After hours of grueling drills, exercises, and repairing gear, the smells and sounds of the Naked Turkey tavern lightened Krod’s step. A hearty bowl of stew and a frothy ale were the half-orc’s favorite part of the day, and if he was lucky, there might be a few new rumors to overhear—if he was really lucky, a bard might be in town. The bawdy ruckus echoed through the open windows and doors, and a smooth male voice sang above the din, tugging at Krod’s excitement, and he ran inside.
The other recruits were still at the barracks, repairing armor from Krod’s merciless blows, so the half-orc didn’t recognize anyone. Summer had been brutal for Karth, the center of the Sindaran Army’s training regiment along the coast, and each passing night, the tavern had grown fuller.
A stool at the bar groaned as Krod settled his into the seat and ordered a meal; it was so loud he slid five copper pocs across the counter and mimed food and drink to the keep.
On a small stage by the unlit fire, a bard strummed an instrument. “With his men falling to Merroc’s hordes, our fearless king must break the walls or perish. Kaegar strode to those battlements, arrows raining like the rains of Pharast, but the mighty dwarf-giant swatted them from the sky. Undead rose from the swamp to stop him, but wave after wave shattered before his hammer.”
A cheer came from a couple of dwarves sitting near the stage.
“One blow. One… single… blow, sundered rock and stone. Kaegar Castlebreaker, born with arms as siege weapons, crumbled the wall before him,” the bard sang, accompanied by a wider cheer. “An open path ahead, the brave followed Kaegar and stormed the castle. Just before he was too late to stop Merroc from his evil rituals, Kaegar struck down the necromancer with the same hammer that felled the castle walls.”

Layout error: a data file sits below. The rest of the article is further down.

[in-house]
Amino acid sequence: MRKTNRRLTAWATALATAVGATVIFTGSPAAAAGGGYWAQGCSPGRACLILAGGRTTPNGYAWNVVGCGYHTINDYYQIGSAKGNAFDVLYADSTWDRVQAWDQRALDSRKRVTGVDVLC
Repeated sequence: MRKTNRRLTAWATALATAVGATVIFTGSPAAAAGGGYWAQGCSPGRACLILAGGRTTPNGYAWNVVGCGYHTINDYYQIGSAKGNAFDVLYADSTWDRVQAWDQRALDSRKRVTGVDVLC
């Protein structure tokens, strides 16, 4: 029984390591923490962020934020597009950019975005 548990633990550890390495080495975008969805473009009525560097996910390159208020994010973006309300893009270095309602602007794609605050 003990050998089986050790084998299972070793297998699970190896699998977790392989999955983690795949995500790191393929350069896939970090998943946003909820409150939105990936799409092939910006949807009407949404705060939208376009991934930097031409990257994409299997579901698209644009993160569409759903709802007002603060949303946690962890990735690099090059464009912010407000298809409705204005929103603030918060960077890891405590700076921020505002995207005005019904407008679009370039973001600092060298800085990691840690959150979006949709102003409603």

A louder cheer erupted from the crowd, accompanied by the clink of mugs.
“He battered Kerric with such strength, the floor cracked, and that mortal enemy was reduced—” The bard grabbed a bowl of stew from a nearby table and threw it into the empty fire pit. “—to soup!”
Most of the tavern laughed or cheered, except for the patron who lost his stew and an old man beside Krod. Wearing a tattered jerkin and a beat-up sword, the old kytesi took a swig of his mead and grumbled something.
“Cheer up old man, that’s a great story! You could at least toast the victory of Kaegar,” Krod said.
The old man raised his mug and took another drink. “Pssssh, Kaegar didn’t do half of what that fit-for-goblins bard said.”
“Ha! And how would you know, old-timer? Were you there?” Krod said.
The kytesi let the words hang for a moment, gazing at Krod through keen, iridescent eyes. “The name is Telan, and yes, I was.”
Krod’s jaw dropped as the old man drained his mug.
“Wait, you were at the siege of Thunix?” the half-orc said.
“Sure enough. I been through many sieges, thankfully, Kaegar made Thunix the faster than a dragonlin’s temper.” The kytesi dropped a handful of copper pocs on the counter and walked away.
“Wait, wait. Will you tell me the real story then?”
“I’ve finished my drink, youngin, so no.”
Krod ran to head off the old man. “Please, let me buy you another drink. I want to hear what it’s really like. I joined the army in hopes of seeing epic battles like that, meeting real heroes the bards sing about, and maybe making my own mark upon the world. Who better to hear those stories from, than from someone who’s seen it with their own eyes—and lived!”
The old man thought for a moment, staring back into Krod’s eyes, and slowly nodded. “Fine. One story. An’ NOT the siege of Thunix! But it’s too loud in here. Buy me an ale and meet me under the tree outside.”
Krod nodded and ran off to get another drink for the kytesi. This really was his lucky day.